If you’ve been named to transact business for someone else under a power of attorney, you probably know that you might have to sign documents on that person’s behalf. But unless you’ve done it before, you may have no idea what a proper power of attorney signature looks like.
What Is a Power of Attorney?
A power of attorney is a legal document that gives someone the authority to sign documents and conduct transactions on another person’s behalf. A person who holds a power of attorney is sometimes called an attorney-in-fact.
Powers of attorney are a common estate planning document: many people sign a financial power of attorney, known as a durable power of attorney, to give a friend or family member the power to conduct financial transactions for them if they become incapacitated. People also commonly sign health care powers of attorney to give someone else the authority to make medical decisions if they are unable to do so.
Powers of attorney have other uses as well. You might give someone power of attorney to act in a particular transaction if you cannot do it yourself, such as signing documents at a real estate closing when you are out of town.
How to Sign as Power of Attorney
When you sign a document as someone’s attorney-in-fact, your signature needs to make it clear that you—not they—are signing the document and that you are acting under the authority of a power of attorney.
To understand how this works, let’s suppose your name is Jill Jones and you have power of attorney to act for your friend, Sam Smith. You could sign a document in either of the following ways:
1. “Sam Smith, by Jill Jones under POA”, or 2. “Jill Jones, attorney-in-fact for Sam Smith”
Before signing, it’s a good idea to ask if there’s a preferred format for your signature. Sometimes banks or other institutions will only accept a power of attorney signature if it’s written in a certain way. You should never sign your name or the other person’s name without indicating that you are signing under a power of attorney.
Always bring your power of attorney document with you when you transact business on someone else’s behalf and make sure the people you do business with know that you are acting under a power of attorney.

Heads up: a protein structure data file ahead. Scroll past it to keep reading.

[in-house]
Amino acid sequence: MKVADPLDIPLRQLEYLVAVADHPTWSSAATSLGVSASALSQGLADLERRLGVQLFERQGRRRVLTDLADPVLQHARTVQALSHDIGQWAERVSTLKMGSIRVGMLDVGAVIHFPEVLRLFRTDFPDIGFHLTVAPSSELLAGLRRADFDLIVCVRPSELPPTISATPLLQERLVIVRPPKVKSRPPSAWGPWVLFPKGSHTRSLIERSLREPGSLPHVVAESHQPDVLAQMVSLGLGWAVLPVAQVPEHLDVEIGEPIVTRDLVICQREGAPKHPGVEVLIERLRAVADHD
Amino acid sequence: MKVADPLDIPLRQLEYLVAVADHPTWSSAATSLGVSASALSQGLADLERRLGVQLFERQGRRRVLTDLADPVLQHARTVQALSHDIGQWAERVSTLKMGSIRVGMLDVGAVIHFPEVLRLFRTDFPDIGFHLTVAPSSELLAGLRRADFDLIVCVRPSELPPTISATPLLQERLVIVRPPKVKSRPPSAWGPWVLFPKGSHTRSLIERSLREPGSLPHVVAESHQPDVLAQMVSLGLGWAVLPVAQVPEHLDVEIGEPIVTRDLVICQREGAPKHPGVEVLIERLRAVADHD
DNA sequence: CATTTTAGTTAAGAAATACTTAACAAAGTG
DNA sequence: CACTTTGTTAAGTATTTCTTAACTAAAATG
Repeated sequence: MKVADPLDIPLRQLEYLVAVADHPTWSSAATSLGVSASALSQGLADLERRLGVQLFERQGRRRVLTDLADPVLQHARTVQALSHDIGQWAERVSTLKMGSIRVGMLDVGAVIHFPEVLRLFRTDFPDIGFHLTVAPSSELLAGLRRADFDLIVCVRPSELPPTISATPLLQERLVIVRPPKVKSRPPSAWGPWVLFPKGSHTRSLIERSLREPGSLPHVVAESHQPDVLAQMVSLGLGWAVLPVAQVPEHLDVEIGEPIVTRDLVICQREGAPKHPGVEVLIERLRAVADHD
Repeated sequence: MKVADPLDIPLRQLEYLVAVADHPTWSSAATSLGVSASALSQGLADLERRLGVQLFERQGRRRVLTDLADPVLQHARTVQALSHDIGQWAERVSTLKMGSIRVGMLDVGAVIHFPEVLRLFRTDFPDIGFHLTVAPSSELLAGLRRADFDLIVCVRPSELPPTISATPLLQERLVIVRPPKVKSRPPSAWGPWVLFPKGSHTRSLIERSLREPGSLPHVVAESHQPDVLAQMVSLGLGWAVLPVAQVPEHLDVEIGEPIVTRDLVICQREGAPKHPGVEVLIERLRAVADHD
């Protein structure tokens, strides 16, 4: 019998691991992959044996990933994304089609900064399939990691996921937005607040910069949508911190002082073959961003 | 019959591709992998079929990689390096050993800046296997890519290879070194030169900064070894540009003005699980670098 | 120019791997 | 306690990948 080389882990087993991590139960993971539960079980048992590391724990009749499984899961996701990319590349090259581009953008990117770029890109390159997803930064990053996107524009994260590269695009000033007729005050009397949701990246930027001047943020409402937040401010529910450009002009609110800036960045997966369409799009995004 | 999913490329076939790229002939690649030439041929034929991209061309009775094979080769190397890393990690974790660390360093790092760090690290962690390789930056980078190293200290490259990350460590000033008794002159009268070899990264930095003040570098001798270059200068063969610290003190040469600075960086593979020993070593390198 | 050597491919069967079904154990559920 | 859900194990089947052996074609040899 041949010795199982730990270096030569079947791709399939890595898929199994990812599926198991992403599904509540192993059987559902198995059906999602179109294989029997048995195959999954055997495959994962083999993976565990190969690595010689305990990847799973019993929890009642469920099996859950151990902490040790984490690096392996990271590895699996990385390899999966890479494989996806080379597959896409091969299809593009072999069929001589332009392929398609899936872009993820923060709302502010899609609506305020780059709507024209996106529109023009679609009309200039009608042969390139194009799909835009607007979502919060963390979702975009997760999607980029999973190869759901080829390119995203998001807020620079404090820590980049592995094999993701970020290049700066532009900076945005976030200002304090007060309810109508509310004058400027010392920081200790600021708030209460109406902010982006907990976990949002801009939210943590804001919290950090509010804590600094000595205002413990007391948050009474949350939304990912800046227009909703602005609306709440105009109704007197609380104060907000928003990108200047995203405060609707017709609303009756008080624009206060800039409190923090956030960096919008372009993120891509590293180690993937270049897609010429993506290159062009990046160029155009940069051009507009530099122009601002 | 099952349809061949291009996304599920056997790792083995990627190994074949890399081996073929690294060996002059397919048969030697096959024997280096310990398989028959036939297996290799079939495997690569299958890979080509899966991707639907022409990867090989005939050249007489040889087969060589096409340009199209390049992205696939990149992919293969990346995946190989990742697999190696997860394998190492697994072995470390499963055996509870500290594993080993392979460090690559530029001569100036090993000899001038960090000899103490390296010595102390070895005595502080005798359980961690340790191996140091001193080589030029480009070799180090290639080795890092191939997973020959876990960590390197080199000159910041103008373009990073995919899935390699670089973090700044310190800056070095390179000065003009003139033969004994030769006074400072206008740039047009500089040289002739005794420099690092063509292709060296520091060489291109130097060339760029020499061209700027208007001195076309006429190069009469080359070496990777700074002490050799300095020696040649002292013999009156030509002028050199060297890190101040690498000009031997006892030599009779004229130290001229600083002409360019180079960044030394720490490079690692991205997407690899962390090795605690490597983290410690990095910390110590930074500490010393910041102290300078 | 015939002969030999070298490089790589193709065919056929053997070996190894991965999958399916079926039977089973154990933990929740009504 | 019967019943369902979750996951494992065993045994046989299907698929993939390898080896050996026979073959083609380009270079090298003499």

Duties of an Attorney-in-Fact
A person who acts under a power of attorney is a fiduciary (fe DOO SHe ere e). A fiduciary is someone who is responsible for managing some or all of another person’s affairs. The fiduciary has a duty to act prudently and in a way that is fair to the person whose affairs he or she is managing. An attorney-in-fact who violates those duties can face criminal charges or can be held liable in a civil lawsuit.
Because of this fiduciary relationship, any transaction where you will personally benefit can raise questions about whether you are acting in the best interest of the person who gave you the power of attorney. It’s a good idea to consult a lawyer before signing as power of attorney in a transaction where you will reap substantial benefits.
Things to Watch Out For
Exceeding your authority. A power of attorney document may give you broad power to transact business, or your powers may be more limited. Make sure you understand what you are and aren’t allowed to do as attorney-in-fact, and consult a lawyer if you need clarification. You could face civil or criminal penalties for unauthorized transactions.
Failing to add the power of attorney language to your signature. If you sign a document in your own name without indicating that you are acting under a power of attorney, you could be held personally responsible for the transaction. If you sign only the principal’s name, you could face criminal or civil penalties for fraud or forgery.
A power of attorney can be invaluable if you need to manage the affairs of an ailing relative or sign documents on behalf of someone who is unavailable. If you act as attorney-in-fact for someone, make sure you understand your authority and responsibility, and always sign in a way that indicates that you’re acting under a power of attorney.
This portion of the site is for informational purposes only. The content is not legal advice. The statements and opinions are the expression of author, not LegalZoom, and have not been evaluated by LegalZoom for accuracy, completeness, or changes in the law.